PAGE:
I've done two migrations from old computers to new ones in the past week, and both ended up with permission issues after the process was done. What happened was that nothing seemed to work properly afterwards and the computers would be stuck in an endless loop with an error message saying "macOS needs to repair your library," like:
Typing in password (or using touch ID) to allow the "repair" to not work well and each computer was quite useless with constant alert pop ups. When I checked the permissions on a machine, I found that the user's folders desktop, documents and so on were owned by root . If you know something about the macros underground, then … well … you know it's just bad. I do not remember the last time I had such an "oh holy villain" moment in my stomach.
If you get this issue, Apple has a support article about what to do, which involves using your home folder "Get Info" window to convey the correct permissions. (Say it three times fast.)
As this article notes, use a Terminal command and a reboot to complete the process. For one of my migrated computers this worked beautifully! Forward and upward! For the other, but this solution did not help, and I faced a drunk Mac and the possibility of an unhappy user. So what I did (and what finally solved the problem) was the following:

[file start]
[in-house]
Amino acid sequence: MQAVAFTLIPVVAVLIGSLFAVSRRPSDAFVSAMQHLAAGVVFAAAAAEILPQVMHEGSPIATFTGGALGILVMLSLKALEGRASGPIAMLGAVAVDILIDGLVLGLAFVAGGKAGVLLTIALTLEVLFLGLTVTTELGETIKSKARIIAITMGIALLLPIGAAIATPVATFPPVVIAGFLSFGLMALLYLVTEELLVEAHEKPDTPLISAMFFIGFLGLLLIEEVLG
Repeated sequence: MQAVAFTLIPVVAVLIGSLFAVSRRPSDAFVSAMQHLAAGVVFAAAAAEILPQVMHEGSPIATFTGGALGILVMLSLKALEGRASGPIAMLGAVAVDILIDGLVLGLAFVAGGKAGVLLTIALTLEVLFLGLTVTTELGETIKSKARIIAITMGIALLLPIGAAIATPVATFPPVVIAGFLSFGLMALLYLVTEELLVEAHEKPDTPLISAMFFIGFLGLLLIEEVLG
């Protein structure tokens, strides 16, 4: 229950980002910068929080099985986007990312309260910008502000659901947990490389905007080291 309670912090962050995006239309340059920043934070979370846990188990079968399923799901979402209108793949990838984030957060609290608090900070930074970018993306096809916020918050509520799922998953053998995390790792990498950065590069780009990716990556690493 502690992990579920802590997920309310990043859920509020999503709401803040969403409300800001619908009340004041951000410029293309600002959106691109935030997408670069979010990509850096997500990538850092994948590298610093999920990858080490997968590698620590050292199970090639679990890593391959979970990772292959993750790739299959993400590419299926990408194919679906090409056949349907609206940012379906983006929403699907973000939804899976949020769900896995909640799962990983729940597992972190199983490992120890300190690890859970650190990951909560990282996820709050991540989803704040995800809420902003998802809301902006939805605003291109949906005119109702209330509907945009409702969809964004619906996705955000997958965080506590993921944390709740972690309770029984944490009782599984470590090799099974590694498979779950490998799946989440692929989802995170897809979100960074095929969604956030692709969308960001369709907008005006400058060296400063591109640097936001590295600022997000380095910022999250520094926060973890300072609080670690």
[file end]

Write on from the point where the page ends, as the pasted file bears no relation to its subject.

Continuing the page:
- I dried the Mac and reinstalled Mojave using MacOS Recovery.
- I tried the move using another method; the first round, I had connected the two Maces together for Migration Assistant. Secondly, I used a Time Machine backup.
Now I'm not sure why just repeat the process solved the problem. Why was the transfer initially damaged? (I suspect that any Mac over five years hates me but I can not prove it.) But if this problem happens to you and Apple's permission solution does not fix it, I suggest you try it out above.  And finally it's a good time to point out the best methods for moving data to a new Mac. As Apple notes in a link I posted over, make sure both Macs are as updated as they can be. This means that you create a temporary user account on the new Mac to check for updates before continuing with Migration Assistant manually (instead of using Setup Assistant to transfer data immediately after you turn on your computer). If everything else is wrong, you may be exposed to moving your files manually, rather than migrating them, which is a big old pain, for sure. The last time I did, it took hours to get everything in place and worked properly, so if you can avoid it, do! Even if it means repeating a migration.
Do not drive yourself madly with concern about the problem like I did. I'm still recovering from it.